Tennessee lawmakers are pushing forward on a bill explicitly allowing teachers to refuse to use transgender and nonbinary students’ correct pronouns, just the latest in an onslaught of bills targeting trans people—including youth—in the Volunteer State.
The legislation, introduced by GOP state Rep. Mark Cochran and GOP state Sen. Mike Bell, states that teachers and other public school employees are “not required to use a student’s preferred pronoun when referring to the student if the preferred pronoun is not consistent with the student’s biological sex,” and says that employees can’t be held civilly liable or disciplined with “adverse employment action” for not using students’ correct pronouns.
The Tennessee House passed the bill, known there as HB 2633, on Monday by an 67-25 vote, and on Tuesday the Senate’s companion bill cleared the Senate Education committee by a 6-1 vote. Both chambers of the Legislature are overwhelmingly Republican.
“This bill raises serious statutory and constitutional concerns by singling out trans students for worse treatment than their peers—all other students can be referred to by the pronouns that match their gender,” Harry Seaton, transgender rights advocate for the ACLU of Tennessee, said in a statement following Monday’s vote.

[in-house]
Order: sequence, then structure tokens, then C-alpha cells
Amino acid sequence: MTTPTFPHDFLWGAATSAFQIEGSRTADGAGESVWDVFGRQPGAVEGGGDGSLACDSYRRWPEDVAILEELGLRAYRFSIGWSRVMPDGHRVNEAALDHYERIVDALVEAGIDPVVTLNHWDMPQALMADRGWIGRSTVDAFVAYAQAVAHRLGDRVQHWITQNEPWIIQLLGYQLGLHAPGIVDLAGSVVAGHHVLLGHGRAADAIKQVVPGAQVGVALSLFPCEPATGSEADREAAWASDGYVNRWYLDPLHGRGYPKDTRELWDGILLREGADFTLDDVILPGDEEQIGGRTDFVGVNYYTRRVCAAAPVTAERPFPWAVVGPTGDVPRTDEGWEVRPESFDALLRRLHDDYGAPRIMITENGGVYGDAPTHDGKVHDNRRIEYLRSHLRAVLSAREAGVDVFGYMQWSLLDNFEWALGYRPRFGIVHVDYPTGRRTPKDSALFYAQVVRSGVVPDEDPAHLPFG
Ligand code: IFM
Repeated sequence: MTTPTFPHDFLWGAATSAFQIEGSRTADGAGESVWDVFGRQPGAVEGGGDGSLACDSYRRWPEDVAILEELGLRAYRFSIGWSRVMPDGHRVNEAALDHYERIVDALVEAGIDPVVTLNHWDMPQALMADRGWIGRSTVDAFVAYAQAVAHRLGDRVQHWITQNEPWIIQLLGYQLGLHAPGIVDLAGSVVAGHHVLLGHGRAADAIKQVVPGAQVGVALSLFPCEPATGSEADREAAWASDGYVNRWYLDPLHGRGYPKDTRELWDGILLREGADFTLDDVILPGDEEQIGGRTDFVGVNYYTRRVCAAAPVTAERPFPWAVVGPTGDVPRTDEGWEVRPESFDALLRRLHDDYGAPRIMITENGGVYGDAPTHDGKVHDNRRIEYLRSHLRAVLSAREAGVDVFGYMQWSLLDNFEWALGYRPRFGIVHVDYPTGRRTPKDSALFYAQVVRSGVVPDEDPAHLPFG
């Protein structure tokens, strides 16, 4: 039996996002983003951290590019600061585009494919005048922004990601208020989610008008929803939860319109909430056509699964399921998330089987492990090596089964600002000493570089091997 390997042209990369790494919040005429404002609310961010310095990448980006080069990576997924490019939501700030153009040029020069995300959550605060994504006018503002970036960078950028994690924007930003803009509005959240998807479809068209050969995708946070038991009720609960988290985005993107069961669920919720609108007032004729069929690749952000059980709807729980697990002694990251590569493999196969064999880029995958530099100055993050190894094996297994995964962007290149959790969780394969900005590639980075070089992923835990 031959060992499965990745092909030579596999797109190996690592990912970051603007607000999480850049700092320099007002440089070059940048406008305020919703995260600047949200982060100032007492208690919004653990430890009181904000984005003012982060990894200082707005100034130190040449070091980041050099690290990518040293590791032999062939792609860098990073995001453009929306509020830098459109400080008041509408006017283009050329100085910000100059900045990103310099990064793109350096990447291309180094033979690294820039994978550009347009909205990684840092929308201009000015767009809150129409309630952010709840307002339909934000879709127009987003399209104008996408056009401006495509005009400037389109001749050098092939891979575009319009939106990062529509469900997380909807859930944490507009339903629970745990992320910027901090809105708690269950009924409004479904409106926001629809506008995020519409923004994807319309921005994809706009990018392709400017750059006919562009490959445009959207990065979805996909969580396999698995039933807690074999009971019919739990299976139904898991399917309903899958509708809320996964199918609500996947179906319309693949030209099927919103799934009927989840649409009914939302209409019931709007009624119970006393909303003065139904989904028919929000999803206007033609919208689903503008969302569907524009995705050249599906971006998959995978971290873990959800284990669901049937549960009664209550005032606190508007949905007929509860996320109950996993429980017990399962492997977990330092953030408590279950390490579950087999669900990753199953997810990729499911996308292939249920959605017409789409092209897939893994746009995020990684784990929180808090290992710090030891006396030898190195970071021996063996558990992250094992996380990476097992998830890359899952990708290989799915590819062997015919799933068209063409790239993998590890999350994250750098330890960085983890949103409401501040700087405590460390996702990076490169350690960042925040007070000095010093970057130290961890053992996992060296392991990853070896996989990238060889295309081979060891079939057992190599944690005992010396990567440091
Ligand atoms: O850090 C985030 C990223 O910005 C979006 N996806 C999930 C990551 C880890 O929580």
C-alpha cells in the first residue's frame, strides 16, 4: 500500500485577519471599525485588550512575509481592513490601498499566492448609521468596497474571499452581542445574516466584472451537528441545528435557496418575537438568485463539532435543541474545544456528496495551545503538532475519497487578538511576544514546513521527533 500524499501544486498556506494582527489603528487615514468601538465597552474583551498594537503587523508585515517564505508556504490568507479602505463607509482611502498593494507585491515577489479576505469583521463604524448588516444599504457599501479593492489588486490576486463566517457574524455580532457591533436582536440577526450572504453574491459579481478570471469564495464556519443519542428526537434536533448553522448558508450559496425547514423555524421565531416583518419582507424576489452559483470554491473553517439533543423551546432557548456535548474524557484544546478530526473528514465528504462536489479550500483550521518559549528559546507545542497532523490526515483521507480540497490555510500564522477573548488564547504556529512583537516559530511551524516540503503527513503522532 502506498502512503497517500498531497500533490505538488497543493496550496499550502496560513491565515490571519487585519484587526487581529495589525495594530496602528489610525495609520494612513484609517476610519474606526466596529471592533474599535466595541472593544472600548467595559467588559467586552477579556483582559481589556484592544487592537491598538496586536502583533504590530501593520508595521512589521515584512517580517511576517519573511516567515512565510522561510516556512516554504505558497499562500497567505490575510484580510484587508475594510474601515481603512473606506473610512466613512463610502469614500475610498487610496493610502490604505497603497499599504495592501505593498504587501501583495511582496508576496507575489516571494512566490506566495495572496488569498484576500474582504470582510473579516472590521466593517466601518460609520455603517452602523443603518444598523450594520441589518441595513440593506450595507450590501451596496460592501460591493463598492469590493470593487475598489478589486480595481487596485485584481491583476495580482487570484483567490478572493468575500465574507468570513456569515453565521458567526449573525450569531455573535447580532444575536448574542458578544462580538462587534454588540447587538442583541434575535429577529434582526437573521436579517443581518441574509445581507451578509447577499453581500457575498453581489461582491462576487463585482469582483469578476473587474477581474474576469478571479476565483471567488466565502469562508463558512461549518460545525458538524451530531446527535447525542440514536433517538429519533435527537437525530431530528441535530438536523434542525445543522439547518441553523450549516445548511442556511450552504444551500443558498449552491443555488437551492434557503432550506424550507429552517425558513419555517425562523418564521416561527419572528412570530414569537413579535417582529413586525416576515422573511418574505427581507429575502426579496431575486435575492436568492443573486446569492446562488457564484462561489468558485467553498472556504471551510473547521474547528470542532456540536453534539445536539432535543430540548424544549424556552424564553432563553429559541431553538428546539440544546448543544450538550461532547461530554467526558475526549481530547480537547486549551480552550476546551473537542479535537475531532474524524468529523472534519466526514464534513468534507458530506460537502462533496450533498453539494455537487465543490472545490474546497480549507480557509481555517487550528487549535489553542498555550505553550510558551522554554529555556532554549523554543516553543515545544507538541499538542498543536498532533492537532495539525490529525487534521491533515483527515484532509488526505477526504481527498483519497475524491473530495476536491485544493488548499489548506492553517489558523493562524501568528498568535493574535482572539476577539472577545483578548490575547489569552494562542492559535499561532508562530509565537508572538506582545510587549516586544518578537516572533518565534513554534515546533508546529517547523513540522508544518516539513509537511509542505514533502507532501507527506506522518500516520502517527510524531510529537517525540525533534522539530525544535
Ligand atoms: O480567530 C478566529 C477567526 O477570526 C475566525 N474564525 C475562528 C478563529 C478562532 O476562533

“Most [legislators] made a choice to reject and ignore the needs of a vulnerable population in our schools, and instead protect those who perpetuate bullying, stigmatization, and potentially trauma and violence.”
Though Republican lawmakers across the country have escalated legislative attacks on LGBTQ people and trans youth in the last two years, Tennessee lawmakers have opened a war on all fronts, with a slew of laws.
Last year, the state passed two “bathroom bills,” one of which required businesses to post signs if they allowed trans people to use bathrooms matching their gender identity. The other made school districts liable for lawsuits from students who objected to using the same bathroom as trans students.
Tennessee has also passed laws in the last two years that required students, beginning in fourth grade, to produce their birth certificates in order to play sports, another that allowed the state to pull funding from schools if they allowed trans girls to play girls’ sports, and a bill restricting gender-affirming care for some minors.
Tennessee Republicans have also introduced a “Youth Health Protection Act,” which would bar medical professionals from prescribing treatments such as puberty blockers to trans kids. This is in spite of opposition to such bills from major medical groups representing providers, such as the American Academy of Pediatrics, and despite research showing that early gender-affirming treatment can greatly improve transgender people’s mental health and quality of life.
More than half of transgender and nonbinary people between the ages of 13 and 24 contemplated suicide last year, according to the nonprofit Trevor Project’s 2021 survey on LGBTQ mental health. Trans and nonbinary youth who said they had been discriminated against were 24 percent more likely to attempt suicide than those who said they hadn’t been discriminated against, the survey found.
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